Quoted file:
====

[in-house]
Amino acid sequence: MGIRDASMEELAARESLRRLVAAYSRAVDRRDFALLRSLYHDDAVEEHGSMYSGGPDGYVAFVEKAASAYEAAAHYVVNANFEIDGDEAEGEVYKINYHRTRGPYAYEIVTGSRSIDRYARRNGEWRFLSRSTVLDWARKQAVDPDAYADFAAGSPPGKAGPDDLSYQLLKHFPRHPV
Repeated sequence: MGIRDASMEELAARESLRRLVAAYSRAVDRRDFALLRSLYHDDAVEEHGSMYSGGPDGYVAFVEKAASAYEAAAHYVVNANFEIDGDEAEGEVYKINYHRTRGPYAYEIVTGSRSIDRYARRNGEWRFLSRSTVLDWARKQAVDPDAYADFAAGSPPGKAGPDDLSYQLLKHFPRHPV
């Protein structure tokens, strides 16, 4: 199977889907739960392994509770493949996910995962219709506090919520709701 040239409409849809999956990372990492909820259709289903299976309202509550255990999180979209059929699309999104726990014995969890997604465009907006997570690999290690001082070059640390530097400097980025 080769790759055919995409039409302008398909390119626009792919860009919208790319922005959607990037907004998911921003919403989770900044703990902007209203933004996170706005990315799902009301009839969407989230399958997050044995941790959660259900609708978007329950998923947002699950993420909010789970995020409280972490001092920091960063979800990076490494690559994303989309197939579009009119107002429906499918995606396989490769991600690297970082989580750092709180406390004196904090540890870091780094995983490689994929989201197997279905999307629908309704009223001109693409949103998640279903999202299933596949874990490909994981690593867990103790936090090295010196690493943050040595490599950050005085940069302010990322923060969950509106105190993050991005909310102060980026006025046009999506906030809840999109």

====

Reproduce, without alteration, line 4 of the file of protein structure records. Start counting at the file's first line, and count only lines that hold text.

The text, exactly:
């Protein structure tokens, strides 16, 4: 199977889907739960392994509770493949996910995962219709506090919520709701 040239409409849809999956990372990492909820259709289903299976309202509550255990999180979209059929699309999104726990014995969890997604465009907006997570690999290690001082070059640390530097400097980025 080769790759055919995409039409302008398909390119626009792919860009919208790319922005959607990037907004998911921003919403989770900044703990902007209203933004996170706005990315799902009301009839969407989230399958997050044995941790959660259900609708978007329950998923947002699950993420909010789970995020409280972490001092920091960063979800990076490494690559994303989309197939579009009119107002429906499918995606396989490769991600690297970082989580750092709180406390004196904090540890870091780094995983490689994929989201197997279905999307629908309704009223001109693409949103998640279903999202299933596949874990490909994981690593867990103790936090090295010196690493943050040595490599950050005085940069302010990322923060969950509106105190993050991005909310102060980026006025046009999506906030809840999109």